Schrodinger's cat was dead, to begin with. There was no doubt whatever about that. Or at least, Schrodinger didn't think so. He had opened the box; he had looked inside; the poison had been released, and the cat was dead as a doornail.
Of course, when the cat -- or was it the cat's ghost? -- came back that night, Schrodinger was less sure. He had observed the cat, and it had been dead, which meant it could no longer be in an unresolved state. And yet apparently it was, for it had returned, to glare at him balefully from the foot of his bed where it had jumped up and begun kneading the covers.
Schrodinger kicked at it; it yowled, and jumped to the side, but didn't go away. It gave Schrodinger a look that seemed to him to be a warning, and then, unexpectedly, it was gone.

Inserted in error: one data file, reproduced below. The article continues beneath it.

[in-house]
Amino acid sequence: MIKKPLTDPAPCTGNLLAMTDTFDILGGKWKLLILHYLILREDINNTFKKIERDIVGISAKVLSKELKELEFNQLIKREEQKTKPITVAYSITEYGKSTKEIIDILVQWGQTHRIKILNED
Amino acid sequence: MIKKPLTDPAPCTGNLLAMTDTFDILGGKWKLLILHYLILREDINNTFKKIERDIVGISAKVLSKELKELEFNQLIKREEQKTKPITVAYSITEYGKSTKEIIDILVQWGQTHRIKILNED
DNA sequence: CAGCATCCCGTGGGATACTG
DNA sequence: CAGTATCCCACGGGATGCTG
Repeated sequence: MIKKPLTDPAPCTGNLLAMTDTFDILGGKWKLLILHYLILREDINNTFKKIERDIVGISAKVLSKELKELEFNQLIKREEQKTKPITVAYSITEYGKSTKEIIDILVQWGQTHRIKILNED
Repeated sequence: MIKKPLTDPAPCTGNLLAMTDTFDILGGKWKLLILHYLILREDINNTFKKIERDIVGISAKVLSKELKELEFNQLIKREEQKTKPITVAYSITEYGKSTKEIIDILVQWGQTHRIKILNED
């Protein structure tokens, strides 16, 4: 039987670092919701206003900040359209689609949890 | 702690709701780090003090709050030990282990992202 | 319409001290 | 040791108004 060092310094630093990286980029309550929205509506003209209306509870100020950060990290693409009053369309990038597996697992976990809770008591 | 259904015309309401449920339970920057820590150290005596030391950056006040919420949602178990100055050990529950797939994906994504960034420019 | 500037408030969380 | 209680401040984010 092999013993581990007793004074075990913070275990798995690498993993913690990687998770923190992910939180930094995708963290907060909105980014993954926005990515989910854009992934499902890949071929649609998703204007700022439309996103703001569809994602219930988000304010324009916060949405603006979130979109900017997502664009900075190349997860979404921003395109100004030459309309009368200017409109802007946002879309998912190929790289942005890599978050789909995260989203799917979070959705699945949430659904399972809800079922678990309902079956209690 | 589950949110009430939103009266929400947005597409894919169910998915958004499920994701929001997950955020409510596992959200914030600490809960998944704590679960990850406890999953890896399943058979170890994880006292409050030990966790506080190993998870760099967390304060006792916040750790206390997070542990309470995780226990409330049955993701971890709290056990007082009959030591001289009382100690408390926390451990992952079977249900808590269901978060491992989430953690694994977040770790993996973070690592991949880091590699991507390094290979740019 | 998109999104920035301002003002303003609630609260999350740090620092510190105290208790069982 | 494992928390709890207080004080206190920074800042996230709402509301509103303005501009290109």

The three times that night a ghost appeared before Schrodinger, he very earnestly ignored it until it went away, and when morning came he was glad to shake off the terrors of the dark. He put on his slippers and went grumbling over to the study, where he saw that the box had its lid on again. Strange; he had left it off the night before when he had taken the dead cat out. Gingerly he lifted the lid, then jumped back suddenly as a cat -- very much alive -- sprang out of the box and ran out the door.
This was all utterly confusing and utterly impossible, of course, and Schrodinger decided it would be best if he never talked about it. He would be better off to write it up as only a thought experiment, perhaps....